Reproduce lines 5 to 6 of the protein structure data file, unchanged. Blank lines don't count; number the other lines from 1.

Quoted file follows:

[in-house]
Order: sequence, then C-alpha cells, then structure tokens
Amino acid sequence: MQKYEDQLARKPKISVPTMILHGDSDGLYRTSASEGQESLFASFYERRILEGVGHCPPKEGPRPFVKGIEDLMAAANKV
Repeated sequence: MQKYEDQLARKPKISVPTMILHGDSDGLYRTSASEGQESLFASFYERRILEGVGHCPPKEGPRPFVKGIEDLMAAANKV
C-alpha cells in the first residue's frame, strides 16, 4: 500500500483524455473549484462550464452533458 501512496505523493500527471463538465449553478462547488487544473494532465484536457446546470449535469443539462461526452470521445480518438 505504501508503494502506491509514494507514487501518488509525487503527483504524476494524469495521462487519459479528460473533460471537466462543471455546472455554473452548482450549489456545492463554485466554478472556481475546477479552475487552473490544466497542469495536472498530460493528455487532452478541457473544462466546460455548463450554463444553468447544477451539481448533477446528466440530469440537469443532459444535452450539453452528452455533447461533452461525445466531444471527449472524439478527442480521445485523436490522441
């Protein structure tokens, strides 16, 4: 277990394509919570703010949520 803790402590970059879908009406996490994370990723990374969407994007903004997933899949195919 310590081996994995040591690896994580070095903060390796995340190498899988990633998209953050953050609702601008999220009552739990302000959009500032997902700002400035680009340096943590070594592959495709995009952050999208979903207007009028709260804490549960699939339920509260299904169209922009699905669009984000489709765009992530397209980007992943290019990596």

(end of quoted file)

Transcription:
C-alpha cells in the first residue's frame, strides 16, 4: 500500500483524455473549484462550464452533458 501512496505523493500527471463538465449553478462547488487544473494532465484536457446546470449535469443539462461526452470521445480518438 505504501508503494502506491509514494507514487501518488509525487503527483504524476494524469495521462487519459479528460473533460471537466462543471455546472455554473452548482450549489456545492463554485466554478472556481475546477479552475487552473490544466497542469495536472498530460493528455487532452478541457473544462466546460455548463450554463444553468447544477451539481448533477446528466440530469440537469443532459444535452450539453452528452455533447461533452461525445466531444471527449472524439478527442480521445485523436490522441
């Protein structure tokens, strides 16, 4: 277990394509919570703010949520 803790402590970059879908009406996490994370990723990374969407994007903004997933899949195919 310590081996994995040591690896994580070095903060390796995340190498899988990633998209953050953050609702601008999220009552739990302000959009500032997902700002400035680009340096943590070594592959495709995009952050999208979903207007009028709260804490549960699939339920509260299904169209922009699905669009984000489709765009992530397209980007992943290019990596």